Friday, September 19, 2014

JDD Does it Again – Stella di Napoli

Yes, yes; I am still around—just not blogging very much, because my day job has been so much more demanding lately (darned day job—always interfering with my passions). This was going to be a Gratuitous Friday post but (as often happens with blog posts) it grew into so much more!

Recently, a young friend asked me to coach her for a musical theater audition; I said yes, of course I will! (I was both flattered and fascinated!) As we were working (on an aria from the MikadoI forgot how fun that music is), I found myself not quite channeling Joyce DiDonato (I would never presume) but sharing thoughts and advice I picked up from watching JDD's master classes. I decided to do my young friend a favor and introduce her to the magic of Joyce DiDonato. So I stopped talking and gave her links to all of JDD's master classes, so she could learn directly from the Yankee Diva. 

I realize that in the past few months, I’ve spent more time listening to JDD talk that listening to her sing. So, I finally acquired what just may be the vocal album of the year. Stella indeed! What an awesome album cover! But best of all is the creamy, flexible, and expressive vocalism inside. And new operatic treasures to behold (behear?) The only downside is I downloaded it instead of buying the CD, so I am probably missing out on some good liner notes, more photos, and some translations. On the other hand, with music and singing this beautiful, who needs to be distracted by reading a CD booklet?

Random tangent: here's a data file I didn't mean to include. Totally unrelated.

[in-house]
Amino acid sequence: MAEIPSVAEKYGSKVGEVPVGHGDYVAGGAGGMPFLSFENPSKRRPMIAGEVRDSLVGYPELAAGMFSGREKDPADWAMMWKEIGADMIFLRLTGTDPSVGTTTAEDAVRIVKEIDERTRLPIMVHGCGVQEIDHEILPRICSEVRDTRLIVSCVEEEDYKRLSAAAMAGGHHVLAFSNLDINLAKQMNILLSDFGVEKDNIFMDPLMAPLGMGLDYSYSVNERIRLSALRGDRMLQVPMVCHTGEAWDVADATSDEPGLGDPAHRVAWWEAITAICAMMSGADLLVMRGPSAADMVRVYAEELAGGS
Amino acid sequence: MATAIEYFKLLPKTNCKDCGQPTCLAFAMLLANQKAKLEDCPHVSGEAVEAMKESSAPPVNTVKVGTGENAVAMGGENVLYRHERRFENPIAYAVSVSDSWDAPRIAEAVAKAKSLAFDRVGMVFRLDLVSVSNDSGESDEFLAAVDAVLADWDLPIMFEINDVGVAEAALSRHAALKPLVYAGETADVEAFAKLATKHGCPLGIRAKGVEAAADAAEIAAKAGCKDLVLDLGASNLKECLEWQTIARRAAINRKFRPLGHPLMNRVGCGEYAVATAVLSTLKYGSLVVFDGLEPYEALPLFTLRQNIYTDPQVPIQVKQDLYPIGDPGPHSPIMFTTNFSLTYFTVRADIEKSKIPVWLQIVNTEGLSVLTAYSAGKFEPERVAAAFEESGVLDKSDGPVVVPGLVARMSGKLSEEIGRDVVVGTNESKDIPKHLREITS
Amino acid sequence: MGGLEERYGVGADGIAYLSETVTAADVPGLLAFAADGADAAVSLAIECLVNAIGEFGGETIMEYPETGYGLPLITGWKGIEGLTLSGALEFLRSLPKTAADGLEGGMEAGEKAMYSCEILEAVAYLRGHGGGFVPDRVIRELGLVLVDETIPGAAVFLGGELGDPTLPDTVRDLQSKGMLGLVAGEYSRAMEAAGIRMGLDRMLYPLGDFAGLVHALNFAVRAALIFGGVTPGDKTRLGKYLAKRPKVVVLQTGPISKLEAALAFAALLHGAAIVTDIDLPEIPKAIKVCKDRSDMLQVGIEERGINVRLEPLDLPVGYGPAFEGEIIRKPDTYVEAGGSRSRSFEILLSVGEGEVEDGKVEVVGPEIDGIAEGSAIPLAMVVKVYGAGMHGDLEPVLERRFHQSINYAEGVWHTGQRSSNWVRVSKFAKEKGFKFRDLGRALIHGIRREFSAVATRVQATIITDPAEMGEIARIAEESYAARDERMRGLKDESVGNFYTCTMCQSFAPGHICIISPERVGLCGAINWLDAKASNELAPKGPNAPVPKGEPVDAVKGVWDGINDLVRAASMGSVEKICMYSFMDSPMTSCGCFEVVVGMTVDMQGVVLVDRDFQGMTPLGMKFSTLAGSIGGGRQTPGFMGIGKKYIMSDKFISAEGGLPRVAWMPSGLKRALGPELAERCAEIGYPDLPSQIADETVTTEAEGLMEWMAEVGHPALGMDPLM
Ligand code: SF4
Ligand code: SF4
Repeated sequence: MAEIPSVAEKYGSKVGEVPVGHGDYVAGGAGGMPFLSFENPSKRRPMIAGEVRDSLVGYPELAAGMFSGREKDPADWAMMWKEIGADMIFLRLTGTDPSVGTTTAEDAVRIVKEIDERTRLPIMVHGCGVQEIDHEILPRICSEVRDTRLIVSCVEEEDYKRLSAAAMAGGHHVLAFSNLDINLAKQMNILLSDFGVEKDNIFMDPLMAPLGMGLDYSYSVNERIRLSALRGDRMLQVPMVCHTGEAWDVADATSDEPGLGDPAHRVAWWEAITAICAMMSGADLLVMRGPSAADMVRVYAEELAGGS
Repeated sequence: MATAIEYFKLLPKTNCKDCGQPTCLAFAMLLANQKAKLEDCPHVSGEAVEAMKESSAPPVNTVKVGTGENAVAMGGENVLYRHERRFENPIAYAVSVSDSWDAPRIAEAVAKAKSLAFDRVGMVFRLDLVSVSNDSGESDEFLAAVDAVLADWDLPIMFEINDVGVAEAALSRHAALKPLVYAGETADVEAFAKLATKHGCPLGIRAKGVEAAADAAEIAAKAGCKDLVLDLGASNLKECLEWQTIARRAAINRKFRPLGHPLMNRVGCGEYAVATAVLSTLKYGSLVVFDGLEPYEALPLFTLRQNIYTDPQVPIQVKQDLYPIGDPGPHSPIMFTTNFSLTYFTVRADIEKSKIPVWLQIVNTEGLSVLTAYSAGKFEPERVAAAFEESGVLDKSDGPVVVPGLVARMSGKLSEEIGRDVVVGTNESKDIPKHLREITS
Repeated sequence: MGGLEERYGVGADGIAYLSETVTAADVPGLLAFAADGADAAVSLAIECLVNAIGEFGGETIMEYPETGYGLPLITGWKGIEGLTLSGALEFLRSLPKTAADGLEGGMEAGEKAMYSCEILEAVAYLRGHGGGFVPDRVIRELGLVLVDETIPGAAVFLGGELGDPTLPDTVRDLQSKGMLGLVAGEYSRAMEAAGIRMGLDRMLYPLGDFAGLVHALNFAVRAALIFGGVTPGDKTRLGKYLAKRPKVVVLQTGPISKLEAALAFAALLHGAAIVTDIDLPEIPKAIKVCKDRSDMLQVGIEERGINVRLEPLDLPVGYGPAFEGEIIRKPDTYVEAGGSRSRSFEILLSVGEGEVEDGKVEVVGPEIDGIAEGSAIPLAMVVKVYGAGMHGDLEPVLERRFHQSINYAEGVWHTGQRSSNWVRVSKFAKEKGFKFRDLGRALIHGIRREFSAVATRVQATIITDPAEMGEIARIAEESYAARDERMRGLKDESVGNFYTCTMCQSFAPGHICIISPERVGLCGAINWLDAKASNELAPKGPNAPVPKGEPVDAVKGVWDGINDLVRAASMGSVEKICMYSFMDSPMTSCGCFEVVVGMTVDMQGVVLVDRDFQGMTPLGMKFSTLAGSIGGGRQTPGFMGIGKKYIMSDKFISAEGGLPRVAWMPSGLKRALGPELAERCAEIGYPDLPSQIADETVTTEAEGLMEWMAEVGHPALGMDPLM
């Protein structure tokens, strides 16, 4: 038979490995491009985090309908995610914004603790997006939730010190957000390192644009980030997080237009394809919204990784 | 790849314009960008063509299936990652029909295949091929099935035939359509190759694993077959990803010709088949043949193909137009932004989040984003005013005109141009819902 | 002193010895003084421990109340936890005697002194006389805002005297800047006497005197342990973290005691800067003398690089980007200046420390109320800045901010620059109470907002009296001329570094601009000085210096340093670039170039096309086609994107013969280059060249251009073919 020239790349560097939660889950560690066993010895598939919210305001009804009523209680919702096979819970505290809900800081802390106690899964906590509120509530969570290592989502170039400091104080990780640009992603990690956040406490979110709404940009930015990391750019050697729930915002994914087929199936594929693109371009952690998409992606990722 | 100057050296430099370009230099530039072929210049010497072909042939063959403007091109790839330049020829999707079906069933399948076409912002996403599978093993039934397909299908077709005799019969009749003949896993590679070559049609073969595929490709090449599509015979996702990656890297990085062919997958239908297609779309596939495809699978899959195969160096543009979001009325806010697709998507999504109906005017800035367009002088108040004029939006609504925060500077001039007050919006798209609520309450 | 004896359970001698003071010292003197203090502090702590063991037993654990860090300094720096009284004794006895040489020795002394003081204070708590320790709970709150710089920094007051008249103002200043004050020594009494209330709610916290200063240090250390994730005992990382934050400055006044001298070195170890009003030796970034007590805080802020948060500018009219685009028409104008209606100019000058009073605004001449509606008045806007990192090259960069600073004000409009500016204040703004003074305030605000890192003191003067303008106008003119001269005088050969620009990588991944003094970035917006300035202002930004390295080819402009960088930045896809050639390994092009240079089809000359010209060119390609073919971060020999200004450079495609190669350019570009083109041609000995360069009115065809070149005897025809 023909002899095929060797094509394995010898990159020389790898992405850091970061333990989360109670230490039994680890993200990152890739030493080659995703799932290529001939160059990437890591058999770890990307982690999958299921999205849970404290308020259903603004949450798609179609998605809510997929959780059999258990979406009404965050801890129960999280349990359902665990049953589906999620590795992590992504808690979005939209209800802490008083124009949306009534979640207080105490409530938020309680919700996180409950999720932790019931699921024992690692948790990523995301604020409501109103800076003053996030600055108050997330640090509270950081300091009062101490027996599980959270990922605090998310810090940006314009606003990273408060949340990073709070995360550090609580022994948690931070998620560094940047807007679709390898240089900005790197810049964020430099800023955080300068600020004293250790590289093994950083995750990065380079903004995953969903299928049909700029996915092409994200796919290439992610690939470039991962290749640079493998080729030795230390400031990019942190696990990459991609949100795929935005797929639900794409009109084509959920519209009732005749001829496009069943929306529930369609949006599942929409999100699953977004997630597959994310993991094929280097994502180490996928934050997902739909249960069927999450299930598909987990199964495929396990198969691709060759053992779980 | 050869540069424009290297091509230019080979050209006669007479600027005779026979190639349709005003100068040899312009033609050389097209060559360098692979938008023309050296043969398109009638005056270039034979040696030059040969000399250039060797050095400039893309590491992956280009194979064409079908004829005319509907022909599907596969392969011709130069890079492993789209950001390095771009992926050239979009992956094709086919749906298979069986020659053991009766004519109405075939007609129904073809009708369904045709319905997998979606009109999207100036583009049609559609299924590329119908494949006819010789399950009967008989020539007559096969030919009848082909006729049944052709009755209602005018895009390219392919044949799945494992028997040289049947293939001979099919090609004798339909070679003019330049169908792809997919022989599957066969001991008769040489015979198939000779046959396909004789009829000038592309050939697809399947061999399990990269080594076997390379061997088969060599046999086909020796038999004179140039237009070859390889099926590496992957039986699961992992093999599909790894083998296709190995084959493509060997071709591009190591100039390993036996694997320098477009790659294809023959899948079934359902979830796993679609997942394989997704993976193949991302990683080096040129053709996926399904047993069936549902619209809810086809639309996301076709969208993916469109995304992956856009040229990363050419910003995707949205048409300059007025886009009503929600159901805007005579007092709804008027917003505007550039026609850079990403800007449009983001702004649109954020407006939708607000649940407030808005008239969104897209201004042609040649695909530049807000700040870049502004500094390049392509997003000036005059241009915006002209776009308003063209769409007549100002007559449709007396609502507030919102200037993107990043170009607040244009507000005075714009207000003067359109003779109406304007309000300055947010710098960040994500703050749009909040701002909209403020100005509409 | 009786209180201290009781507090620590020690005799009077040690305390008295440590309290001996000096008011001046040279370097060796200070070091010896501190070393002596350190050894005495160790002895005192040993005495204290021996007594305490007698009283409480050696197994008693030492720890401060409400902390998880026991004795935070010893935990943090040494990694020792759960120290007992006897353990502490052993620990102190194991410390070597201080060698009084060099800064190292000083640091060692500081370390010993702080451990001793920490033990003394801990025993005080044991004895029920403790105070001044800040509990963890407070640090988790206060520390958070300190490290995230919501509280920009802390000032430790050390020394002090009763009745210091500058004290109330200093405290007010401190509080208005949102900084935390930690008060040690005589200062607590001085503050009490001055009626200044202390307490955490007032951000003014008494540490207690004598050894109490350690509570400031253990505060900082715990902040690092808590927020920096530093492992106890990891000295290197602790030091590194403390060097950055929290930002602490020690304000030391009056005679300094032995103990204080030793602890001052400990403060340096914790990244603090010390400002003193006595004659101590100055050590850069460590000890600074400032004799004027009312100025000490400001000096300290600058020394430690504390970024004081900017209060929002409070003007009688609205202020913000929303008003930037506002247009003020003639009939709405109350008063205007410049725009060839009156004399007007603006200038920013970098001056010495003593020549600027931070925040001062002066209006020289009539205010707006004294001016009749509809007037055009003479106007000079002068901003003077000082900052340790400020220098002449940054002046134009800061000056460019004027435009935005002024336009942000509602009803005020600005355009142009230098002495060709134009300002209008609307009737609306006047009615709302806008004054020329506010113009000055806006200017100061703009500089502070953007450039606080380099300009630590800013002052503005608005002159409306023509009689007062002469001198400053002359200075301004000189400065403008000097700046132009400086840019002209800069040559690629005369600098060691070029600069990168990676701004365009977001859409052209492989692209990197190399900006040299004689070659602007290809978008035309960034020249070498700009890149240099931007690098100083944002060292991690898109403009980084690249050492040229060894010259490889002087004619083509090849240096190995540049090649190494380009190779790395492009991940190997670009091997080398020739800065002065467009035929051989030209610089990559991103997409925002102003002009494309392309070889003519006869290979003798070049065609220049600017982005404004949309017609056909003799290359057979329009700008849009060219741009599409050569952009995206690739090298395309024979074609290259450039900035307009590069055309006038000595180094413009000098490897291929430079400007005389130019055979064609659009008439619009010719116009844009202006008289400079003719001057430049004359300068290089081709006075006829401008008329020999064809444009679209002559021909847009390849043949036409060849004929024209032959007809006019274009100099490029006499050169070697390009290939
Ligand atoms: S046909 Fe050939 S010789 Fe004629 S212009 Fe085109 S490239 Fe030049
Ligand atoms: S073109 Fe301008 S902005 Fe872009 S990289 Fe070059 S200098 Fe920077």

Anyway, here's WarnerClassics' official promo video. We get Joyce talking (yay!) and Joyce singing (SIGH!)

And here is the recording session for L’Amica ancor non torna. (I love the clarinet solos, and so does JDD, you can just tell. But I think the composer missed a great opportunity for some sexy mezzo/clarinet duetting.) Is it my imagination or is her voice getting richer, fuller, and deeper? While you're pondering that, go get this album. Or if you already have it, go listen to it again! Now!

Thursday, August 21, 2014

Thursday's Something Else (Lakmé is in a Trance)

nicked today's post title from dehggial, who writes the nifty blog opera, init? My petty theft is only semi-appropriate, since this post will appear on Friday in most parts of the world. It’s also only semi-appropriate because it’s not as far off-topic for this blog as it may seem.

Regular readers of my posts and the occasional chat threads will not be totally surprised by a trance arrangement of the Flower Duet from Lakmé. Especially not after discussions of Reggae Vitellia, House Vitellia, Big Band and/or Blues Vitellia; plus a few other odd (imagined or real) fusions of opera and dance music.

I love discovering pieces/songs in my music library that I had no idea I owned. I was listening to this trance album today (Thursday). Yes, some opera fans are dance music fans, too—even though we do realize that most trance music sounds like most other trance music. But about four minutes into this song, I started thinking, “That little vocal riff sounds so familiar!”